When Salman “Sal” Khan’s cousin Nadia was having trouble with math a few years ago, Sal agreed to remote-tutor her using YouTube. Before he knew it, other people were writing him to thank him for helping them with math– and the Khan Academy was born.
In September 2009, Sal quit his job as a hedge fund manager to make videos for the Academy full-time. His mission is to make it so anyone with an internet connection can get a world-class education, and with over a thousand videos, the mission is well underway.
The Khan Academy currently consists of videos on subjects from elementary math to calculus, biology and chemistry (even finance and brainteasers) and a program where you can put the concepts you learned in the videos into practice. Sal’s goal is to expand the Khan Academy to include every subject, like grammar, literature, and history. Funding for the program is mostly the time Sal puts into it, and the Academy accepts donations using a credit card or PayPal account.
Sal has been interviewed on such shows as the PBS NewsHour, NPR’s All Things Considered, and IT Conversations. He also gave a talk at the Castilleja School. The Khan Academy also won the 2009 Tech Award in Education.
I was skeptical of the Khan Academy at first, thinking it would just be a collection of dry lectures, but my fears were thankfully wrong. In minutes, I knew more about the atom than any textbook cared to teach me. Sal’s conversational tone and the way he explains each concept in digestible chunks is a great way to make the information stick, and the ten-to-twenty minute videos are just short enough that your mind doesn’t wander. What I’m trying to say is that the Khan Academy brings together two words that don’t seem like they should be in the same sentence: “cool” and “educational”.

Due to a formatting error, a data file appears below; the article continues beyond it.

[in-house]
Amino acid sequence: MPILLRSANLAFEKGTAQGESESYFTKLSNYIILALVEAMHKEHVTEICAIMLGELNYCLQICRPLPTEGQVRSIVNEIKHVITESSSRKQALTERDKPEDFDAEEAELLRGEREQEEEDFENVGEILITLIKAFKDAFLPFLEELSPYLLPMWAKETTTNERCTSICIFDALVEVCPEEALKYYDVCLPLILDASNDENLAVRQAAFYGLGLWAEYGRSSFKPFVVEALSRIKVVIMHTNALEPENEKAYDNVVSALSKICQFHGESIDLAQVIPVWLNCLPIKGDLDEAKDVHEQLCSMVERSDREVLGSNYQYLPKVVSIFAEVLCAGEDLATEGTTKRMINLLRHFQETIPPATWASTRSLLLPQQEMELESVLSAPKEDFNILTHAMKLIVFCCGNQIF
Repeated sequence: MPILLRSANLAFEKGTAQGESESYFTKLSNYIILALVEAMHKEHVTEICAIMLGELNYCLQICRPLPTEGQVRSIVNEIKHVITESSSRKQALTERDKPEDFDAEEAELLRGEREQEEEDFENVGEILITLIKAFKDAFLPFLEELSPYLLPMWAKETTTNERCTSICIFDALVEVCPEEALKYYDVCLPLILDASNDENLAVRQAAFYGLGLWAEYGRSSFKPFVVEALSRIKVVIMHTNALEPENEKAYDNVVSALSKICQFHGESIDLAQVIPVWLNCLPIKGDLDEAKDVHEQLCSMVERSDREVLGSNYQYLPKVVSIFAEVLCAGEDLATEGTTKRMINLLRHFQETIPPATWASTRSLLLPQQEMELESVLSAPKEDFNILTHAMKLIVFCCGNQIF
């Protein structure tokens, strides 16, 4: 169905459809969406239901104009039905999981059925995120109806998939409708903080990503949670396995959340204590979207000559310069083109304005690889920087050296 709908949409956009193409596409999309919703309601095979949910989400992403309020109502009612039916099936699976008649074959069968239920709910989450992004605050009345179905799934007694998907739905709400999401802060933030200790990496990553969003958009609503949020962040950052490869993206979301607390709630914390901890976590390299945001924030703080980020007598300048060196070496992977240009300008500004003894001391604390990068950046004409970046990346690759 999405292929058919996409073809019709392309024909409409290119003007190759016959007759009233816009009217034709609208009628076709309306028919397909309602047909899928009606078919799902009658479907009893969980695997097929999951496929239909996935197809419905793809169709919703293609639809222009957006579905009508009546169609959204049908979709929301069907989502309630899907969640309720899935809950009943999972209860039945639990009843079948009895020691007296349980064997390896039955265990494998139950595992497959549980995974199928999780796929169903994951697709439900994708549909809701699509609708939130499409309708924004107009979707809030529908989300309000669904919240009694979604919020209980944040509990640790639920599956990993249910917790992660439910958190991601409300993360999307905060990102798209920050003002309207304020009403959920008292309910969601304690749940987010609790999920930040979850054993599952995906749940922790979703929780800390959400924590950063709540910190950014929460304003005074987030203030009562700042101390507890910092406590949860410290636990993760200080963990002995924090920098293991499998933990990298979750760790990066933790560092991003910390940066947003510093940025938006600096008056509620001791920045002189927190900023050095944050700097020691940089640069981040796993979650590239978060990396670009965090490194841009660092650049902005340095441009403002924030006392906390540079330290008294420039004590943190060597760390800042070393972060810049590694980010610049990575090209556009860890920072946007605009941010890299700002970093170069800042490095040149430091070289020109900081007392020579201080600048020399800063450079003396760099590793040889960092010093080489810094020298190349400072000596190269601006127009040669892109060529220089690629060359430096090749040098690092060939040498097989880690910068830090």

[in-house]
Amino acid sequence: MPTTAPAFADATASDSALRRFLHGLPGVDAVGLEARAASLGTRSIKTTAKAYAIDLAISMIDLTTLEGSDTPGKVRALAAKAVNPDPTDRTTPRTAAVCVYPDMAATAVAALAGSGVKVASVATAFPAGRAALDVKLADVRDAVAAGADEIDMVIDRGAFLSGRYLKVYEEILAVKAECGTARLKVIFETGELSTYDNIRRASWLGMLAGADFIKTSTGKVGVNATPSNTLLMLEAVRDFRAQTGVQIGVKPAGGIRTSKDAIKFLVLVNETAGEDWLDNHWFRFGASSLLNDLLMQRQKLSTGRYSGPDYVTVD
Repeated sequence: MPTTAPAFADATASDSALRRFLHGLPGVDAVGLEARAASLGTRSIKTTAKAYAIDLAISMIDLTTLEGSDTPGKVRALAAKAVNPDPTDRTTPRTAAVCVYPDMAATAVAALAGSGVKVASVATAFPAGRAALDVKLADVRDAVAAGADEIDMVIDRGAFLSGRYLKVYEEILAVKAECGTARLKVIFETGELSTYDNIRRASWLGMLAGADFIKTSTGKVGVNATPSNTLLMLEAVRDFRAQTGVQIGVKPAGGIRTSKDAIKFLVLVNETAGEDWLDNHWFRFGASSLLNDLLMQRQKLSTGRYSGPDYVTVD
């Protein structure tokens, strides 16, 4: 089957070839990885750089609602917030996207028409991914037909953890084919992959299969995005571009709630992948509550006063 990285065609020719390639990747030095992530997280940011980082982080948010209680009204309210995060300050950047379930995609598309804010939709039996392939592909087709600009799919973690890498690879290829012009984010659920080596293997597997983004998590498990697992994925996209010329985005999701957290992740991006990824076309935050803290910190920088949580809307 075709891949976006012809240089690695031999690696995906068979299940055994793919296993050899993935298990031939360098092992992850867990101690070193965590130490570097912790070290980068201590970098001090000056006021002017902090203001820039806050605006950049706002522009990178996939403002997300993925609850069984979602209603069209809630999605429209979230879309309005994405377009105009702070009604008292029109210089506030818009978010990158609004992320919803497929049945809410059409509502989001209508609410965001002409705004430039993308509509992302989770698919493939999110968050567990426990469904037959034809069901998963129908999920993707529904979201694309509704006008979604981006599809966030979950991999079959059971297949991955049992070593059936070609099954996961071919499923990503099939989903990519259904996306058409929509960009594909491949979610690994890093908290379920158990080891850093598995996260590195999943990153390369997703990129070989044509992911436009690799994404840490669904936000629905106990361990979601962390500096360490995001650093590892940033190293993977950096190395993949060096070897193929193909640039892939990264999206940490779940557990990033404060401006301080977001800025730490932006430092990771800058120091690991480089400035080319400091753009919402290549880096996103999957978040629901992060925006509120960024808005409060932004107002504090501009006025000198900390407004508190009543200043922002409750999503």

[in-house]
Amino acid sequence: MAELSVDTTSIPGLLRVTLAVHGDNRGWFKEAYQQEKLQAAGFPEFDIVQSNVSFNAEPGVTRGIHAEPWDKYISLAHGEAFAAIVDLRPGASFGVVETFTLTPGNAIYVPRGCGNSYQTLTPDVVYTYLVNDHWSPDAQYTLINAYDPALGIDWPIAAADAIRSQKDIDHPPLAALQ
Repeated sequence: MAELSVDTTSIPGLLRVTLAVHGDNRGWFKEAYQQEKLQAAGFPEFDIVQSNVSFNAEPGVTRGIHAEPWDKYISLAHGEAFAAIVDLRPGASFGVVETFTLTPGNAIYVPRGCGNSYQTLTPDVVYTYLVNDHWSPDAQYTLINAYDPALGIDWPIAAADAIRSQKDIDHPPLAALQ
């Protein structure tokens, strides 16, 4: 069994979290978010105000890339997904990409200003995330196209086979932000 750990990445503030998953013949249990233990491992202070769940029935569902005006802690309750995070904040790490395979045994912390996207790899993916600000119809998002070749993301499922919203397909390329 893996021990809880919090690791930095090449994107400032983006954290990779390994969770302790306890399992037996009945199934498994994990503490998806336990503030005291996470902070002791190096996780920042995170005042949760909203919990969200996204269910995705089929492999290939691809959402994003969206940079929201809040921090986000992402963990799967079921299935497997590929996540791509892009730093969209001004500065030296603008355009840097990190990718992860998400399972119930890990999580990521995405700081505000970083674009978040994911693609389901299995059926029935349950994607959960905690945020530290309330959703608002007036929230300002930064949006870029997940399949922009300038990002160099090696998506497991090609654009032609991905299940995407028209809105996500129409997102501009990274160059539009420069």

To read the whole story of how the Khan Academy got started, go to the Khan Academy FAQs and search for How did you get started?
Go to http://www.khanacademy.org/ to see the whole list of videos available on YouTube. (Note: If you’re typing the URL in, be sure to write the h in khan right before the a, since typing it in after the a will take you to kahnacademy.org, another site that is unrelated to the Khan Academy reviewed in this post.)
One last note: There are no ads on the Khan Academy site at the time of this post. However, since the videos are posted on YouTube, there will be ads as you watch them.
3/11/10 Update: It now appears that when you click to view a video, it sends you to khanexercises.appspot.com rather than YouTube, with the same videos and fewer ads. However, it does have a link to the YouTube version.
4/29/10 Update: Sal has begun adding history lessons to the Academy, starting with the French Revolution.
1/2/17 Update: I haven’t been by the Khan Academy in a while, so I was surprised and pleased to see how far they have come! The Academy has courses for a variety of subjects, from the math that Sal began with to history, from economics to test prep, and even animation and design. It’s always worth checking out every now and then to see what they have added.